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Guanxi, overconfidence and corporate fraud in China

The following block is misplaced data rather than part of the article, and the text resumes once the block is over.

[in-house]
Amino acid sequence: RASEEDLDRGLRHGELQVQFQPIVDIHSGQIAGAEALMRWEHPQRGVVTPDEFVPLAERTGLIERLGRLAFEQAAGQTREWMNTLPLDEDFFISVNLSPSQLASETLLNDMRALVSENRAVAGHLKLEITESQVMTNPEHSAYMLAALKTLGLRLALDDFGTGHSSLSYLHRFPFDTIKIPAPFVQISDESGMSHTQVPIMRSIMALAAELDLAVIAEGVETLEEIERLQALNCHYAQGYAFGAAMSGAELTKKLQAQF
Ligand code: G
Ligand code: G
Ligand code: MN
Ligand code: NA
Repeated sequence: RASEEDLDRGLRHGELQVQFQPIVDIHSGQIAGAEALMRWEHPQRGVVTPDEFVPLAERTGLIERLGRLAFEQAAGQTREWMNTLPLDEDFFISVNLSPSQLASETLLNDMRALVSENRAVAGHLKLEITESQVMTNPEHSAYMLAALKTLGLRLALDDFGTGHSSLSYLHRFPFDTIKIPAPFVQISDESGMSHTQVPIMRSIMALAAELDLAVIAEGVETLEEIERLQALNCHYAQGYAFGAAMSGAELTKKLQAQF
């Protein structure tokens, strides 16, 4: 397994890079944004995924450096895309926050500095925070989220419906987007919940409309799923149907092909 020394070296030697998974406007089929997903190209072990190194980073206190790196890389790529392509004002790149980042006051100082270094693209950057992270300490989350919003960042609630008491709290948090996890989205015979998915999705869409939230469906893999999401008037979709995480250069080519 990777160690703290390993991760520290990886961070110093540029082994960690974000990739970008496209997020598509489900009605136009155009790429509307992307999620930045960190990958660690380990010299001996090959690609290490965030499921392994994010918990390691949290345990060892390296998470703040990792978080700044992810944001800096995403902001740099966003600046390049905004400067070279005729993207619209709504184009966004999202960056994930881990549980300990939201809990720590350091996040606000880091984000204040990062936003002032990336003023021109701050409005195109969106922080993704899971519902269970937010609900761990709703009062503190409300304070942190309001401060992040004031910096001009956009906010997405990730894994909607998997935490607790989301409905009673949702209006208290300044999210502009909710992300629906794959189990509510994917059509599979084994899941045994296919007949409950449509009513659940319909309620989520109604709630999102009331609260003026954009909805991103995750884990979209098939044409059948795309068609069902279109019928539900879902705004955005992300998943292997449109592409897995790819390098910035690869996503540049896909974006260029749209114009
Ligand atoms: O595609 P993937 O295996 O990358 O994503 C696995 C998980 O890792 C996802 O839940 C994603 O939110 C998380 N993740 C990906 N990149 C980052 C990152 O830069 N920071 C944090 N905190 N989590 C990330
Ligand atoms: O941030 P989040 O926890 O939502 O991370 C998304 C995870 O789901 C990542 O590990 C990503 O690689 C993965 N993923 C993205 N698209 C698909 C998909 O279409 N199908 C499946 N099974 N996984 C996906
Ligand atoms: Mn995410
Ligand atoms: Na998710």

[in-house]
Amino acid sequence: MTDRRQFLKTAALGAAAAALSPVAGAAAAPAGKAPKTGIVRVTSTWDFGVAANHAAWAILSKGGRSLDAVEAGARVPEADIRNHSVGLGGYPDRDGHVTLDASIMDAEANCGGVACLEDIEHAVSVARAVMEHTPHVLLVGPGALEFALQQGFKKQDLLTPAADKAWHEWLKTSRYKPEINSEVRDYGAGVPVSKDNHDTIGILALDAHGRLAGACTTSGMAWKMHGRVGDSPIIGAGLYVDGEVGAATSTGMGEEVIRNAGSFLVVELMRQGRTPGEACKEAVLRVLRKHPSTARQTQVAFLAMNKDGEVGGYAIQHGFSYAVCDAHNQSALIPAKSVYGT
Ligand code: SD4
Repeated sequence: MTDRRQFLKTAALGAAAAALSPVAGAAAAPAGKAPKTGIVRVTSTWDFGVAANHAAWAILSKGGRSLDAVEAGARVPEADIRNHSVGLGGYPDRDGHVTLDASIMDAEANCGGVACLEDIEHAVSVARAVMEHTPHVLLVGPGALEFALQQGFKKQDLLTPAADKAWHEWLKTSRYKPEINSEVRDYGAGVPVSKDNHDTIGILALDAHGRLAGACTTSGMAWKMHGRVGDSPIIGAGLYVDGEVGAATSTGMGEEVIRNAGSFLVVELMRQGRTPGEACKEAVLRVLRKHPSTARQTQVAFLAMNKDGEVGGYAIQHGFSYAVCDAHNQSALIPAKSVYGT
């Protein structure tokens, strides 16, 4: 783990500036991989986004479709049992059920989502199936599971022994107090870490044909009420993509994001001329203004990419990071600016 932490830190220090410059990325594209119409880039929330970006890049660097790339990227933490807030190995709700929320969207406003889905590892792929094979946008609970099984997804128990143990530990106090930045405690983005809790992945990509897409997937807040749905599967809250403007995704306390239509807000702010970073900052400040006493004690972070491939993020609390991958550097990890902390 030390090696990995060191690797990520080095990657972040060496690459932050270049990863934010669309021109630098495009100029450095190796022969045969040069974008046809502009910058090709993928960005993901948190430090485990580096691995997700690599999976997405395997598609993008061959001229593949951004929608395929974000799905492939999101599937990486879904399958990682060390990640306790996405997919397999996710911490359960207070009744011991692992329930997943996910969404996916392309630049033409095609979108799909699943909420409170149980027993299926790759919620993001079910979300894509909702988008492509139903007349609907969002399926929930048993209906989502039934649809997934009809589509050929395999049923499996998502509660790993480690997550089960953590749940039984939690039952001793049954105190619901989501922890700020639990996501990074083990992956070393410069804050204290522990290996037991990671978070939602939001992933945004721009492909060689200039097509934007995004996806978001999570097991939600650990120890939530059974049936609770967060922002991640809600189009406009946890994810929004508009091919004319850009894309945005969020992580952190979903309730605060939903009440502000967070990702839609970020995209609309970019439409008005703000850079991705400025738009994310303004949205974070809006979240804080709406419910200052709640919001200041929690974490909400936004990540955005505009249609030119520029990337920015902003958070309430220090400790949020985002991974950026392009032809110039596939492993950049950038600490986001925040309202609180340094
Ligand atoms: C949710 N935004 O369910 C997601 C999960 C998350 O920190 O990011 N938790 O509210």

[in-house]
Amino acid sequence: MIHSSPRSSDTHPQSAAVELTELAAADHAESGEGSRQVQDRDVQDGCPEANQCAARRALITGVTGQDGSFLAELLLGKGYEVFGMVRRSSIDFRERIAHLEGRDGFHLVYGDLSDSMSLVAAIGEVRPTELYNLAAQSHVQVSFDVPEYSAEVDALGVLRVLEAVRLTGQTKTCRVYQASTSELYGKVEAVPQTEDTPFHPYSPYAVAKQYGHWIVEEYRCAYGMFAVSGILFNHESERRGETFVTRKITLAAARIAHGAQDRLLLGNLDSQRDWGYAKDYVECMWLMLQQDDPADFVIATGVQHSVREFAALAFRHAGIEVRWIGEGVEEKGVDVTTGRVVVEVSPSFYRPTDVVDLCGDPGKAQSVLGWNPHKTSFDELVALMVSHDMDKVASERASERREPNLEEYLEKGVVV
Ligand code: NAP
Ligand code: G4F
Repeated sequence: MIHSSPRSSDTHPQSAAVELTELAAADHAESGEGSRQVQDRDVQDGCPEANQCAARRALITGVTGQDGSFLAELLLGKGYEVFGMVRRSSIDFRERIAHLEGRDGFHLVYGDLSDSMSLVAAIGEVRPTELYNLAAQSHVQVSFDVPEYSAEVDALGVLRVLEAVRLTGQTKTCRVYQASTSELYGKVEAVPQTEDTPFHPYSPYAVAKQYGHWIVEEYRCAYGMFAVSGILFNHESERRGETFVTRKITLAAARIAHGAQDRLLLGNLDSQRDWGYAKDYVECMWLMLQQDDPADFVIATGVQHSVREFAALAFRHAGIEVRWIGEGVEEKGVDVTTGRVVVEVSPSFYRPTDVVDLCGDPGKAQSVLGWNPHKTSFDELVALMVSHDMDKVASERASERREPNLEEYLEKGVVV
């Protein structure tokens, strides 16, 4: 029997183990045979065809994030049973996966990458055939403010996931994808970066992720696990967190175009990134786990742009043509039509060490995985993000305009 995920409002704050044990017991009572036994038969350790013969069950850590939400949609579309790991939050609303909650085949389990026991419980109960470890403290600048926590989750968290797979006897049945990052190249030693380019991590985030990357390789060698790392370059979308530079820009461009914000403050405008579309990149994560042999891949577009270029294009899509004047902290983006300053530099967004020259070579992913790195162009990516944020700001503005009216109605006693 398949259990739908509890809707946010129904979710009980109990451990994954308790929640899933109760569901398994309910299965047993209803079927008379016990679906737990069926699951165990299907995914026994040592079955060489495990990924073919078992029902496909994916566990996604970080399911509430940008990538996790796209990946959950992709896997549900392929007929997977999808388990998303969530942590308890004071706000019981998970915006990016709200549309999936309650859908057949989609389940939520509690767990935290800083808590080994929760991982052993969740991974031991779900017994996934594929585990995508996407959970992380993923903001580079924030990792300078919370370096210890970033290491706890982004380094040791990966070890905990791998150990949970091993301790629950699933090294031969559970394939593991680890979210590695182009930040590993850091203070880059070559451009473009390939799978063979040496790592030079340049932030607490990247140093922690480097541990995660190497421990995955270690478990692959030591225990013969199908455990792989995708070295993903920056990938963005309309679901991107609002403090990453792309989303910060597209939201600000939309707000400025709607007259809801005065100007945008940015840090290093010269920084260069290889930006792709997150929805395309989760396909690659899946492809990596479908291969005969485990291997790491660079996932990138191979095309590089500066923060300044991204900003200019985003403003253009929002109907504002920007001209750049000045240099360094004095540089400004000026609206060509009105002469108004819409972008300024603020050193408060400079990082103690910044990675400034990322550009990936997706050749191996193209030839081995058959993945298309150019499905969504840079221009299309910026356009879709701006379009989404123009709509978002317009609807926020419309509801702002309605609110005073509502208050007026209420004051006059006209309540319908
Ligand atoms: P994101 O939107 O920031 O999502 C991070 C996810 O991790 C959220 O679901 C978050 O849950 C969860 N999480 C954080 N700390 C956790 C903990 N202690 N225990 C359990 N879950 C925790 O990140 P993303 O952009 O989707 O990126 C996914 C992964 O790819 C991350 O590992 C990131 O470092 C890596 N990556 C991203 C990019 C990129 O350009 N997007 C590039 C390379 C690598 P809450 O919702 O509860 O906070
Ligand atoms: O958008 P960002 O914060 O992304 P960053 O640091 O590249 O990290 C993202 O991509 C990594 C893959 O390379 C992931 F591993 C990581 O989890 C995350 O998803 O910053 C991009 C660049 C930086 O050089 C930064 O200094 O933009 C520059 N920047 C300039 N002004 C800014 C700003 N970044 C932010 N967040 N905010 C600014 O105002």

Guanxi, overconfidence and corporate fraud in China This study aims to combine two fraud-related streams of the literature on guanxi and overconfidence into an integrated framework, which is the fraud triangle, to interpret the mechanism of fraud commission and detection.Design/methodology/approachA bivariate probit model with Partial Observability (POBi Probit) is applied. Moreover, the POBi Probit model is adjusted to the Chinese context. The China-specific POBi Probit model is constructed using data of Chinese A-share listed companies from 2008 to 2014, with a total of 15,109 firm-year observations.FindingsOverconfidence induces fraud commission and worsens fraud detection; overconfidence mediates the relationship between fraud and guanxi; the “white side” of guanxi comes from alumni networks, while the “dark side” is derived from relatives-based networks; overconfidence induces fraud commission in accounting and disclosure and benefits the detection of disclosure frauds. Guanxi suppresses fraud commission in management and disclosure, however, it worsens fraud detection given fraud in management and disclosure; overconfidence induces fraud commission in both state-owned enterprises (SOE) and non-SOEs, and benefits fraud detection in SOEs. Guanxi suppresses fraud commission and worsens fraud detection in SOEs and city-owned firms.Research limitations/implicationsThere are two drawbacks of the partial observable bivariate probit (POBi-Probit) method that must be mentioned here. On one hand, the ex ante variable selection is one of the most difficult parts of applying the POBi-Probit model and different variables are included in different studies. On the other hand, the POBi-Probit model might not converge if too many variables are included. Thus, many widely accepted factors can be included in the model. Thus, this study initially sets the POBi-Probit model based mainly on Khanna et al. (2015) and then adjusts the model for the Chinese context (e. g. considering government ownership) according to Yiu et al. (2018) and Zhang (2018) and the local study of Meng et al. (2019). Considering the observability of fraud, on one hand, the observability of fraud commission is a widely accepted limitation, especially when accounting opacity comes across with regulatory efficiency (Yiu et al. (2018). On the other hand, the observability of relationships is another obstacle to this study. Future studies can go further by revealing the presently unobservable relationships using Big Data technology.Originality/valueThis paper theoretically and practically contributes to the literature on both corporate fraud and corporate governance. Theoretically, by introducing integrated principal-agent resource-reliance theory (IPRT) and upper echelon theory (UET), this paper broadens the framework of fraud triangle theory (FTT) and testifies the availability of the broaden FTT in the transitional and emerging-market context of China. Practically, this paper provides evidence that guanxi and overconfidence are two of the factors affecting corporate fraud. Thus, this paper provides a governance approach opposing corporate fraud in China, which may help the other emerging economies in transition. http://www.deepdyve.com/assets/images/DeepDyve-Logo-lg.png Chinese Management Studies Emerald Publishing